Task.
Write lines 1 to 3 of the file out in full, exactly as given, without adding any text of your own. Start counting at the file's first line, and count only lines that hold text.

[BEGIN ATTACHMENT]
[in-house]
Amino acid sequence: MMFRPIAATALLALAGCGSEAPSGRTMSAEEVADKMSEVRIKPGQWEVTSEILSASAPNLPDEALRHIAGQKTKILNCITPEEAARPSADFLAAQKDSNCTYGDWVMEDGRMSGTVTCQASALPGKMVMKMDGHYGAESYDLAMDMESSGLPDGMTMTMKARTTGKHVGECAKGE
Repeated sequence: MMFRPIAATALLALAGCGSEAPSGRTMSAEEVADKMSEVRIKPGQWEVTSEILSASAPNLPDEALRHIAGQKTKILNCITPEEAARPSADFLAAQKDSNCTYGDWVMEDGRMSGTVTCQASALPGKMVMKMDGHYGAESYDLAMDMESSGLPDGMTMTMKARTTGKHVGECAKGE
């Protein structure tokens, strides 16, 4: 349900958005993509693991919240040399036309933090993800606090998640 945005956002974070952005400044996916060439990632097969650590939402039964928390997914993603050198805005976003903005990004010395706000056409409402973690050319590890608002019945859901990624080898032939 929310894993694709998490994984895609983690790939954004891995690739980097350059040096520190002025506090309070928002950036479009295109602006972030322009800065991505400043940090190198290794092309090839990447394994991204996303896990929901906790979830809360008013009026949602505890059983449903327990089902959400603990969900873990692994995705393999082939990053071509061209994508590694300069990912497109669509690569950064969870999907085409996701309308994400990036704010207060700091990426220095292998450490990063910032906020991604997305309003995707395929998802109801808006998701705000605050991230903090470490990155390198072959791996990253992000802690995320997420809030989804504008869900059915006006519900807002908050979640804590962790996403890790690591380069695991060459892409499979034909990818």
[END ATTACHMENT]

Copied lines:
[in-house]
Amino acid sequence: MMFRPIAATALLALAGCGSEAPSGRTMSAEEVADKMSEVRIKPGQWEVTSEILSASAPNLPDEALRHIAGQKTKILNCITPEEAARPSADFLAAQKDSNCTYGDWVMEDGRMSGTVTCQASALPGKMVMKMDGHYGAESYDLAMDMESSGLPDGMTMTMKARTTGKHVGECAKGE
Repeated sequence: MMFRPIAATALLALAGCGSEAPSGRTMSAEEVADKMSEVRIKPGQWEVTSEILSASAPNLPDEALRHIAGQKTKILNCITPEEAARPSADFLAAQKDSNCTYGDWVMEDGRMSGTVTCQASALPGKMVMKMDGHYGAESYDLAMDMESSGLPDGMTMTMKARTTGKHVGECAKGE